Courting the Muse of Fire on Internet2

I've been attending virtual meetings of the MAGPI K20 User Group for the past year. This tri-state group meets every other month virtually by videoconferencing through the Internet2 Commons. I continue to be amazed at the things schools are doing, and frustrated by how little we are doing with it at NJIT and SPHS.

The purpose of this user group is to bring together connected organizations across Pennsylvania, New Jersey, and Delaware to encourage a cross-fertilization of ideas, collaboration opportunities, and resources on the use of MAGPI and Internet2. These meetings are open to any MAGPI member institution and feature guest speakers.

What's Internet2? What's MAGPI? Some background...

Internet2 is a national, high-bandwidth, research and education network, separate from the “regular” Internet that you are using right now. It began in 1996 as an experimental project developed by a consortium of universities, and now interconnects with over 80 high-bandwidth networks worldwide, creating a truly global research and education network. Over 50,000 educational institutions are now connected to Internet2 via the Internet2 K20 Initiative. Is yours?

Internet2 is not just a "faster Internet connection" and it's not used to surf the web. Over 200 member U.S. universities, including NJIT, work closely with partners in industry and government, and with advanced networks around the world. Applications for Internet 2 range from the humanities to the sciences. It is frequently used for research that requires interactive collaboration and instruction, real-time access to remote scientific instruments, shared virtual reality and some multimedia services.

NJIT connects to Internet2 through NJEDge.Net (New Jersey's Higher Education Network) and in turn through the MAGPI GigaPoP (Gigabit Point of Presence).

MAGPI is our regional network aggregation point which is a central point where customers meet and exchange traffic. It is run by the University of Pennsylvania and aggregates network traffic. from approved research and education institution in the region. That includes K-12 schools, higher ed, corporate R&Ds and hospitals connecting via the Internet2 backbone network. MAGPI is also its own regional high performance network.

The MAGPI K20 programs (in addition to the national Internet2 K20 programs) connect institutions and innovators from primary and secondary schools, colleges and universities, libraries, science and arts centers and museums.

Joining in with the social networking that's all over the regular Internet, they recently launched Muse. It's a social utility that connects you with Internet2-enabled technologies and educators in your region (MAGPI for us) and around the globe.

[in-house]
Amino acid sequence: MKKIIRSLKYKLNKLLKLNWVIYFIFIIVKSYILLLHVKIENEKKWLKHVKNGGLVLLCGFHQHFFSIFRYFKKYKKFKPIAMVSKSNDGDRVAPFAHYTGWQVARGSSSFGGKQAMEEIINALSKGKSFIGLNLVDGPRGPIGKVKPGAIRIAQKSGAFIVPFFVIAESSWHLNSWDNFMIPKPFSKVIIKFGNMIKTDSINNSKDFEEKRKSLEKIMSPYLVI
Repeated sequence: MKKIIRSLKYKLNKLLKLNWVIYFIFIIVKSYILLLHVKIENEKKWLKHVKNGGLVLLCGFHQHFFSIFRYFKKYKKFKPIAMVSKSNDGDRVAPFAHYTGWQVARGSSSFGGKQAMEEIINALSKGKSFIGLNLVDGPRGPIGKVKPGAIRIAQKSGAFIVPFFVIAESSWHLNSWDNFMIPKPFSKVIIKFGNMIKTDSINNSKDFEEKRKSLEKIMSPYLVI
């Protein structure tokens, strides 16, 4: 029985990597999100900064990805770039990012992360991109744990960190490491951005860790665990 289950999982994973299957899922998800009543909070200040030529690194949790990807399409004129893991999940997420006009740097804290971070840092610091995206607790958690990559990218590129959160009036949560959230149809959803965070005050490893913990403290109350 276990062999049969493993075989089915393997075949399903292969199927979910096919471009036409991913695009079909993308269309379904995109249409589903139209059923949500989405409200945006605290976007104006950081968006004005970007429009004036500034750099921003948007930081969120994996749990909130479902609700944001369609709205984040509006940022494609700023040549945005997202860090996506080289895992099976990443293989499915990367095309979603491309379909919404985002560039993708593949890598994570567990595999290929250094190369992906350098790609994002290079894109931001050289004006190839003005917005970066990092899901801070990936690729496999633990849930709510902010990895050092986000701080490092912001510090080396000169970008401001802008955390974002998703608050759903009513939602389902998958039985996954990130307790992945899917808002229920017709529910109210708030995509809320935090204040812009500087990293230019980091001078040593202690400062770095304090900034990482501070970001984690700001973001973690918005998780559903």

What kinds of things are K-12 schools doing with Internet2?

Students are using remote instruments around the world to collect data and perform problem-based experiments. Teachers are receiving live interactive professional development from NASA, Library of Congress, and other locations. Classrooms are being "flattened" by including peer groups from around the world. Rich digital collections are being accessed for enhanced learning. Virtual simulation environments are available to teach technical skills.

You can browse projects using Muse even if you're not a member. You'll find things like The Science of International Polar Year (IPY) where students have an opportunity to join scientists from locations like NASA's Cryospheric Sciences Branch at the NASA-Goddard Space Flight Center on a virtual tour of Earth's polar regions. They explore some key questions scientists are trying to answer about how the Earth's poles are changing and get to ask questions of the scientists.

Yesterday, MAGPI ran a seminar called "Virtual Reality, Simulation and Gaming in Education" that was an overview of remote instrumentation, virtual reality and serious gaming in educational settings. We connected at NJIT, but we couldn't do anything with it at the high school I'm embedded in this year.

But, today, we are setting up at Science Park High School new equipment to allow them to connect. They can use Verizon's Access New Jersey video portal and, through their NJIT partnership, they can have a ramp onto Internet2.

The problems so far haven't been in getting the equipment, but in the Newark K-12 district being comfortable with this new and (apparently) frightening technology. Through MAGPI, the national MyK20 database, and other local sources, they can search databases of Internet2 K20 projects, as well as additional resources and information.

This is a brave new world for most K-12 districts. I hope they will allow us to inspire them.

O for a Muse of fire, that would ascend
The brightest heaven of invention...

(William Shakespeare, Act I, Prologue of Henry V)


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